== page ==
Skip to main content

Thank you for visiting nature.com. You are using a browser version with limited support for CSS. To obtain the best experience, we recommend you use a more up to date browser (or turn off compatibility mode in Internet Explorer). In the meantime, to ensure continued support, we are displaying the site without styles and JavaScript.

  • Nature Video

Brainwaves in motion: A wearable brain scanner

Scanning someone’s brain using Magnetoencephalography, or MEG, can be tricky. The scanners are currently bulky, one-size-fits-all machines that require you to sit perfectly still inside them. This makes it difficult to scan small children, or patients that are likely to move around a lot.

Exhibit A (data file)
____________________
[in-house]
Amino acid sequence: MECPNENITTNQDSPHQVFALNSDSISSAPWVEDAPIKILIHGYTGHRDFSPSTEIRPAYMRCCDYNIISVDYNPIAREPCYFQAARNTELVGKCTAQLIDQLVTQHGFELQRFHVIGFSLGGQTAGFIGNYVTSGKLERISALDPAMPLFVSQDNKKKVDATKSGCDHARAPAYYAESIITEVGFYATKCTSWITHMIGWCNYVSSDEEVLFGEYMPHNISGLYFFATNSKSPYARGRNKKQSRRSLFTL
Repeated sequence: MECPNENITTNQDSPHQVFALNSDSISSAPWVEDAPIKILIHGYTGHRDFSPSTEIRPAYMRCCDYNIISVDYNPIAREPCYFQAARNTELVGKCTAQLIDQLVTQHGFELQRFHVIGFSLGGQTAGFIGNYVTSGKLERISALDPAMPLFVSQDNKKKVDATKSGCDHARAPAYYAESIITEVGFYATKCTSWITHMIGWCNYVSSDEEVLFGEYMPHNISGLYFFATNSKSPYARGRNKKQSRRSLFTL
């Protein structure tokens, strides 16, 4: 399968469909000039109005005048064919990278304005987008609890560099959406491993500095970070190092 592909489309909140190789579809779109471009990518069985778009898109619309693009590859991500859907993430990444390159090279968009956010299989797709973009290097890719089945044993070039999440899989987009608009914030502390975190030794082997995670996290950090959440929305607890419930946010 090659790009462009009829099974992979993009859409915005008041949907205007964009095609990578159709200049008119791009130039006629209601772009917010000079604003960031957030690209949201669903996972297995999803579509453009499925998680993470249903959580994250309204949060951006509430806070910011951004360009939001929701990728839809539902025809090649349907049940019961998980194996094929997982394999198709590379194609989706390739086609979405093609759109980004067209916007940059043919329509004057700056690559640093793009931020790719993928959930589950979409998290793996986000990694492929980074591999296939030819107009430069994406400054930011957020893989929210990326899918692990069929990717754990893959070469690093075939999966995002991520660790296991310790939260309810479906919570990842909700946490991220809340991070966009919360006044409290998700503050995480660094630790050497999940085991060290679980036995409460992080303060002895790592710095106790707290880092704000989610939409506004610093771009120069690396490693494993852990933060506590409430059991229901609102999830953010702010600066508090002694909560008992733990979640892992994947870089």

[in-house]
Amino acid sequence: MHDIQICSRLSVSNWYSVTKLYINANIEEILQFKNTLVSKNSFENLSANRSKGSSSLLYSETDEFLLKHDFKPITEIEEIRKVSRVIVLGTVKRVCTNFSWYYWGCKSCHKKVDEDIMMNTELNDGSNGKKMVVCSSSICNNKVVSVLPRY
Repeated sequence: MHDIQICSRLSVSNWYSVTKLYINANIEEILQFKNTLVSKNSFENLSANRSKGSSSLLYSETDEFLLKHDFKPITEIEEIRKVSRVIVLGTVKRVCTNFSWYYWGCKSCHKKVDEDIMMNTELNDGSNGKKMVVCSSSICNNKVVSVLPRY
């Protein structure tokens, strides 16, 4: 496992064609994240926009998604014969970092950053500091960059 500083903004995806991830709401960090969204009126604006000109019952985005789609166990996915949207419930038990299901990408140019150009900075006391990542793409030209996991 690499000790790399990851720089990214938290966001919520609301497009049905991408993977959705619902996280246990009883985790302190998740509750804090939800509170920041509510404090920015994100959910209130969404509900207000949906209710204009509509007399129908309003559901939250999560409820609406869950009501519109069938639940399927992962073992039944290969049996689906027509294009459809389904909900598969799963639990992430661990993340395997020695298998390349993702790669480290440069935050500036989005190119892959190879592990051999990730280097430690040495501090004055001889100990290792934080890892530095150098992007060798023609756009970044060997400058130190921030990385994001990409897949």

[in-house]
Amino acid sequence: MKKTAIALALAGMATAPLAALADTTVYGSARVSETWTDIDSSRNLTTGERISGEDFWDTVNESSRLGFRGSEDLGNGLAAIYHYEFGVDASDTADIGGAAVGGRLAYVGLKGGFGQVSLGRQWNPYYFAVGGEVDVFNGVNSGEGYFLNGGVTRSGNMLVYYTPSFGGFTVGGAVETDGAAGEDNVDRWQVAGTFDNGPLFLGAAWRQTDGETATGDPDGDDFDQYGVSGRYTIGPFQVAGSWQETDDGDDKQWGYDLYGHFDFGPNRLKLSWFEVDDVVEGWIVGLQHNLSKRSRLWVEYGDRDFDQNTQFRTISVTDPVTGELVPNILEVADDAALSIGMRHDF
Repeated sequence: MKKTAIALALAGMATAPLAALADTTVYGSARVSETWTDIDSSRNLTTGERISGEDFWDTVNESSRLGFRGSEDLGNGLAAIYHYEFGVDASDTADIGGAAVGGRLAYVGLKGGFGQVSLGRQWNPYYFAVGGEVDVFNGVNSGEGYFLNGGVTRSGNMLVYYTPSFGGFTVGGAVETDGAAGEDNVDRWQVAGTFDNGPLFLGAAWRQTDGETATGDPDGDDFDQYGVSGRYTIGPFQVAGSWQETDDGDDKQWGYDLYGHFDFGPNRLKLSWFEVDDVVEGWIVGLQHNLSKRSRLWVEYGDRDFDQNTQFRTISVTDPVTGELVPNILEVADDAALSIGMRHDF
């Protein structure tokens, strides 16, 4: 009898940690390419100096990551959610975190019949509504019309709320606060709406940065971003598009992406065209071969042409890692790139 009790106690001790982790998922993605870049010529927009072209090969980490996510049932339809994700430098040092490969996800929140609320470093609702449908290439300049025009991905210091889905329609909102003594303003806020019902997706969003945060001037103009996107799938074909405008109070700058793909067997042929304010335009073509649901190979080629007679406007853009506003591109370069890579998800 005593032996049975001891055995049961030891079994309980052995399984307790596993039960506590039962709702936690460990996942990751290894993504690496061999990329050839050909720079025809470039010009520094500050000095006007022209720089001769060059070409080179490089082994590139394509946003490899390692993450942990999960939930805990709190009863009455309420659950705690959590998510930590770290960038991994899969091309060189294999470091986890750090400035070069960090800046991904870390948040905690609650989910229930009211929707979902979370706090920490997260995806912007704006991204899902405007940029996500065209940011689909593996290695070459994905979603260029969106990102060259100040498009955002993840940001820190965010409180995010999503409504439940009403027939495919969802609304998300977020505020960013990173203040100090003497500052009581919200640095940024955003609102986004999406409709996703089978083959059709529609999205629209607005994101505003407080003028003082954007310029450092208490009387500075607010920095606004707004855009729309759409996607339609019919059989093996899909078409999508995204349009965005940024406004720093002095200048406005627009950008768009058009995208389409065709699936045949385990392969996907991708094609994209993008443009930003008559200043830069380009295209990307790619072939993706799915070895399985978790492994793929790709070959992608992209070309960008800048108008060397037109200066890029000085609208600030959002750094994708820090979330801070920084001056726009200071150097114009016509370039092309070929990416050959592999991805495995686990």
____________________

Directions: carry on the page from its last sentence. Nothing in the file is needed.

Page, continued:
Now, researchers at the University of Nottingham have developed a prototype MEG scanner that a patient can wear on their head. It could theoretically be customised to fit any shape of head and, crucially, the patient can move around and perform different actions while having their brain scanned.

Read the paper: Moving magnetoencephalography towards real-world applications with a wearable system

doi: https://doi.org/10.1038/d41586-018-07820-0

Subjects

Nature Careers

Jobs

Nature Briefing

Sign up for the Nature Briefing newsletter — what matters in science, free to your inbox daily.

Get the most important science stories of the day, free in your inbox. Sign up for Nature Briefing

Search

Quick links